Intra- and inter-network functional alterations in Parkinson's disease with mild cognitive impairment

  1. Lookup NU author(s)
  2. Dr Luis Peraza Rodriguez
  3. Dr Rachael Lawson
  4. Dr Gordon Duncan
  5. Dr Alison Yarnall
  6. Dr Michael Firbank
  7. Professor John O'Brien
  8. Professor David Brooks
  9. Professor David Burn
  10. Dr John-Paul Taylor
Author(s)Peraza LR, Nesbitt D, Lawson RA, Duncan GW, Yarnall AJ, Khoo TK, Kaiser M, Firbank MJ, O'Brien JT, Barker RA, Brooks DJ, Burn DJ, Taylor JP
Publication type Article
JournalHuman Brain Mapping
Pagesepub ahead of print
ISSN (print)1065-9471
ISSN (electronic)1097-0193
Full text is available for this publication:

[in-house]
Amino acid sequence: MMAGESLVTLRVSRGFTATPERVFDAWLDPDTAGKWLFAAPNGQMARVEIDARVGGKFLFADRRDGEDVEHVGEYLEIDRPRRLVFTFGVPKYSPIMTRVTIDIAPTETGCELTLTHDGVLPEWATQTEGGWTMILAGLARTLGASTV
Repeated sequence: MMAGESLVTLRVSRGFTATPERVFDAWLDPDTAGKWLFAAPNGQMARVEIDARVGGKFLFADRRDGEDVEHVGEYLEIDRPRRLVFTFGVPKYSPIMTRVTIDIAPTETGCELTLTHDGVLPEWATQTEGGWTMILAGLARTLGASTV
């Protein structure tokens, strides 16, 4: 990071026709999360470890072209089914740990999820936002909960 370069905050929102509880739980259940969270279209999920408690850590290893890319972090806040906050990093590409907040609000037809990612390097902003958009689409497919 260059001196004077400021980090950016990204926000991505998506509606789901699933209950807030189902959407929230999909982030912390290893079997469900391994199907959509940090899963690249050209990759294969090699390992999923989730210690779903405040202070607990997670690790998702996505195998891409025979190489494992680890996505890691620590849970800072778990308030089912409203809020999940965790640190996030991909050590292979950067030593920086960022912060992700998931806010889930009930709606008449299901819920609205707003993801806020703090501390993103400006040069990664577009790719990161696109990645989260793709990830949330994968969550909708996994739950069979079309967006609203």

Mild cognitive impairment (MCI) is prevalent in 15%–40% of Parkinson's disease (PD) patients at diagnosis. In this investigation, we study brain intra- and inter-network alterations in resting state functional magnetic resonance imaging (rs-fMRI) in recently diagnosed PD patients and characterise them as either cognitive normal (PD-NC) or with MCI (PD-MCI). Patients were divided into two groups, PD-NC (N = 62) and PD-MCI (N = 37) and for comparison, healthy controls (HC, N = 30) were also included. Intra- and inter-network connectivity were investigated from participants' rs-fMRIs in 26 resting state networks (RSNs). Intra-network differences were found between both patient groups and HCs for networks associated with motor control (motor cortex), spatial attention and visual perception. When comparing both PD-NC and PD-MCI, intra-network alterations were found in RSNs related to attention, executive function and motor control (cerebellum). The inter-network analysis revealed a hyper-synchronisation between the basal ganglia network and the motor cortex in PD-NC compared with HCs. When both patient groups were compared, intra-network alterations in RSNs related to attention, motor control, visual perception and executive function were found. We also detected disease-driven negative synchronisations and synchronisation shifts from positive to negative and vice versa in both patient groups compared with HCs. The hyper-synchronisation between basal ganglia and motor cortical RSNs in PD and its synchronisation shift from negative to positive compared with HCs, suggest a compensatory response to basal dysfunction and altered basal-cortical motor control in the resting state brain of PD patients.
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